Family of Jean McConville demand retraction from IRA for allegations she was informer

‘I will demand that apology until the day I die’, says son Michael, 50 years on from his mother’s disappearance

The McConville children are not sure what date it was that the IRA abducted and killed their mother Jean 50 years ago. For many decades it was assumed that December 7th, 1972 was the date in question.

Dates do not have the same hold on the childhood mind as they do on adults. A comprehensive report by the then Northern Ireland ombudsman Nuala O’Loan identified November 30th or December 1st as the most likely day she was abducted.

Whatever the exact date, the passage of time has not diminished the revulsion and horror that surrounds the death of the mother of 10.

She was abducted from her home at 1A St Jude’s Walk, Divis Flats in republican west Belfast in front of their children and they were told she would be returned to her family soon.


Her remains were found at Shelling Hill Beach, also knows as Templetown Beach, near Dundalk, Co Louth, on August 27th, 2003.

Her son Michael was among the hundreds of relatives who attended the annual National Missing Persons Day at Croke Park to remember the 897 people, North and South, who are classified as missing.

Jean McConville is no longer missing, but the pain never goes away for her family. The years have not been kind to her children. Of the 10, four are now dead, Ann, Billy, Agnes and Archie jnr. He died in October last year at the age of 65 from cancer.

In 2003, the Provisional IRA apologised for her disappearance and that of eight others. They never retracted their allegation that Jean McConville was an informer though Nuala O’Loan’s report comprehensively debunked the idea that she was one.

The horrors of their mother’s disappearance were compounded by the death of their father, Arthur McConville (49), earlier that year from cancer leaving their children as orphans.

Mr McConville said: “We are not a close family. You can’t get back those years. We were a very close family before all this happened. Our lives were stripped away from all of us.

“When my father was ill and he had died on January 3rd, 1972, I thought that was the worst thing that could ever happen to our family. Little did I know 11 months later that our mother was going to be missing and disappeared by the IRA.

“I also lost my siblings. In 1973 I was put into a home by myself. I did not see my younger brothers or sisters only on a handful of times when they were growing up.”

He attended the National Missing Persons Day in solidarity with the families of those who still have nowhere to grieve and no information about those who have disappeared.

“We all share the same thing. The hardest thing to except when your family member is missing is not knowing their whereabouts. It is hard to come to terms with their death as well,” he said.

“When you get your family’s body back years later, you can’t open the coffin because there are only bones left.”

Over the intervening years many republican have approached the family and apologised for what happened. Gerry Adams, who was named by the now deceased Dolours Price and Brendan Hughes as having ordered the killing, has always denied any involvement in it.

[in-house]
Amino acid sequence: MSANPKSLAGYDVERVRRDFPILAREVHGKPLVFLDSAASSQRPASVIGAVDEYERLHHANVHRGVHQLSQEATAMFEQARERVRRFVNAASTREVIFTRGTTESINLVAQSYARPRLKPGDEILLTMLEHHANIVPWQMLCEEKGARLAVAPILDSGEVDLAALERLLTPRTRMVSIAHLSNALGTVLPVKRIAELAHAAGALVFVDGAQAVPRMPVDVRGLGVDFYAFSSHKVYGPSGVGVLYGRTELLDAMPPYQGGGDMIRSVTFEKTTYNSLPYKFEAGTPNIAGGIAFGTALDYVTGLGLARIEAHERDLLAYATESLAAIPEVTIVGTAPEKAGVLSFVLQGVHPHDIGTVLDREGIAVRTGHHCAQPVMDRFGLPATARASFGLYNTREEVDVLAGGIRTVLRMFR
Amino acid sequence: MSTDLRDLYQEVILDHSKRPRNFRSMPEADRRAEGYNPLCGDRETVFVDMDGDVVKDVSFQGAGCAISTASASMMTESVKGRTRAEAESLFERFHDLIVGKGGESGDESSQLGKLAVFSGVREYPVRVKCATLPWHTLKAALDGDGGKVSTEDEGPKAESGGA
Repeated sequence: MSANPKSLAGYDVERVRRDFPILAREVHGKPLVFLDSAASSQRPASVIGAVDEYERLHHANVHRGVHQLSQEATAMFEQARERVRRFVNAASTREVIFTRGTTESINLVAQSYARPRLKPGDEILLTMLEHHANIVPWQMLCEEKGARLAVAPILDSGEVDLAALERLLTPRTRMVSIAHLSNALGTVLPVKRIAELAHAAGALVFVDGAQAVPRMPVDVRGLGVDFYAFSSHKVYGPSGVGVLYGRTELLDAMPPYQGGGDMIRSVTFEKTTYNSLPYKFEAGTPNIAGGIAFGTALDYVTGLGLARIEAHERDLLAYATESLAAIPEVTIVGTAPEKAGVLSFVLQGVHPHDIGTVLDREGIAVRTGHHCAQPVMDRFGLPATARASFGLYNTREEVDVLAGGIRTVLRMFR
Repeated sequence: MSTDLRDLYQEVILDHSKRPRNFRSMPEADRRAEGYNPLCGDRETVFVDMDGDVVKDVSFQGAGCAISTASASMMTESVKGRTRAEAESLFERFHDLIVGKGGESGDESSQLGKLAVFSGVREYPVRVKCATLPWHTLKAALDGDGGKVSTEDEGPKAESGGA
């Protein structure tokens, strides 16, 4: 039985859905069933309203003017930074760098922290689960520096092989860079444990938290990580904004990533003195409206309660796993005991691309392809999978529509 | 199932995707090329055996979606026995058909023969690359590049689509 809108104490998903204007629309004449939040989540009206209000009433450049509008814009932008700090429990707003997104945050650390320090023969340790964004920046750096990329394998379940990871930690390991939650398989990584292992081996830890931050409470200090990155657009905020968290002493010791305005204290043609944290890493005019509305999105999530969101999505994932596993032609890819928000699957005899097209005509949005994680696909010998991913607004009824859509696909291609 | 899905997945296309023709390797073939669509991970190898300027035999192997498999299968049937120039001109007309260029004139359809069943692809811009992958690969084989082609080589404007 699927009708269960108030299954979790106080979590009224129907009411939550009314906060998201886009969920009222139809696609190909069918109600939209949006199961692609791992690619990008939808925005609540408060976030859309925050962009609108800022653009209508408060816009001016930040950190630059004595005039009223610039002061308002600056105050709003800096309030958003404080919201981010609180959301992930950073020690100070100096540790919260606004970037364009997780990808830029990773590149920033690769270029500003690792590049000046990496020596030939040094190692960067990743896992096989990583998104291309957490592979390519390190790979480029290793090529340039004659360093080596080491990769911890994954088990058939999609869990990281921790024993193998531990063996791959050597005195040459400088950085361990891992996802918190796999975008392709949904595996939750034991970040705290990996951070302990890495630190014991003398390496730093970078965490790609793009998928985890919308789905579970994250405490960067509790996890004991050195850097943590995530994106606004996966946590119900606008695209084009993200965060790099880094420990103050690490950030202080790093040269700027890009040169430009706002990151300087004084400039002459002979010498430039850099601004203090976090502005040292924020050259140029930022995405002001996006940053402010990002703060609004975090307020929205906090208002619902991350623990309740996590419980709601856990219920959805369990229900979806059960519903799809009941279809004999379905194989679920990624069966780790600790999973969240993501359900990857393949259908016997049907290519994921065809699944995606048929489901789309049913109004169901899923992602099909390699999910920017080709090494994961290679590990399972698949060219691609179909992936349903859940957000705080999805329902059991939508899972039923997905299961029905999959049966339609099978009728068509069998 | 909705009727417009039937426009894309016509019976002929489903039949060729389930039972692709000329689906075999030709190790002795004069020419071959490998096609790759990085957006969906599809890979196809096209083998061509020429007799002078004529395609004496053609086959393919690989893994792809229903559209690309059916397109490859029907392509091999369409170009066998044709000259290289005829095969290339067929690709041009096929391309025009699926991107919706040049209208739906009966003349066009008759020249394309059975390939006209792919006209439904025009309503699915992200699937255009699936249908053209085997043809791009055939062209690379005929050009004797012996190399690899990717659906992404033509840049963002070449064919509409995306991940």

He also apologised publicly for her death, but nobody in the republican movement has retracted the accusation that she was an informer.

“Gerry Adams got me in touch with the IRA to ask them some things. I asked them if they would apologise for the murder of my mother,” he said.

“We as a family want an apology for all the accusations of our mother of having been an informer. I’ll look for that apology until the day I die. These accusations cause more hurt to our family.”

Michael’s sister Helen McKendry has set up a legal fund to sue Sinn Féin for reparations arising out of her mother’s death. The fund was set up last January and has raised almost £18,000 (€21,000) to date, the target being £10,000.

The National Missing Persons Day heard from many families who have been bereaved. Clare Clarke-Keane spoke about her sister Priscilla Clarke who is missing presumed drowned in the Dargle river, Co Wicklow, on May 3rd, 1988.

“Nothing in our lives was ever the same after that,” she said. “She was a wonderful young woman. Priscilla absolutely loved Christmas so it is always a poignant time for us.”

She said their family were shocked to learn that unidentified remains were found near the scene, but were buried without seeking the help of the families of the disappeared.

She said it should be “mandatory for coroners to hold inquests on all unidentified remains” and that a national database should be set up for all missing people in Ireland.

Anthea Langelaan’s 29-year-old son Cian disappeared on September 27th, 2020. He was last seen in the Hornhead area of Dunfanaghy in Co Donegal.

Ms Langelaan said she felt powerless about doing anything to find her son. “I try to maximise the positives in my life rather than dwell on my heartbreak,” she said.

“I will continue to have hope. The alternative does not bear thinking about.”

Ronan McGreevy

Ronan McGreevy

Ronan McGreevy is a news reporter with The Irish Times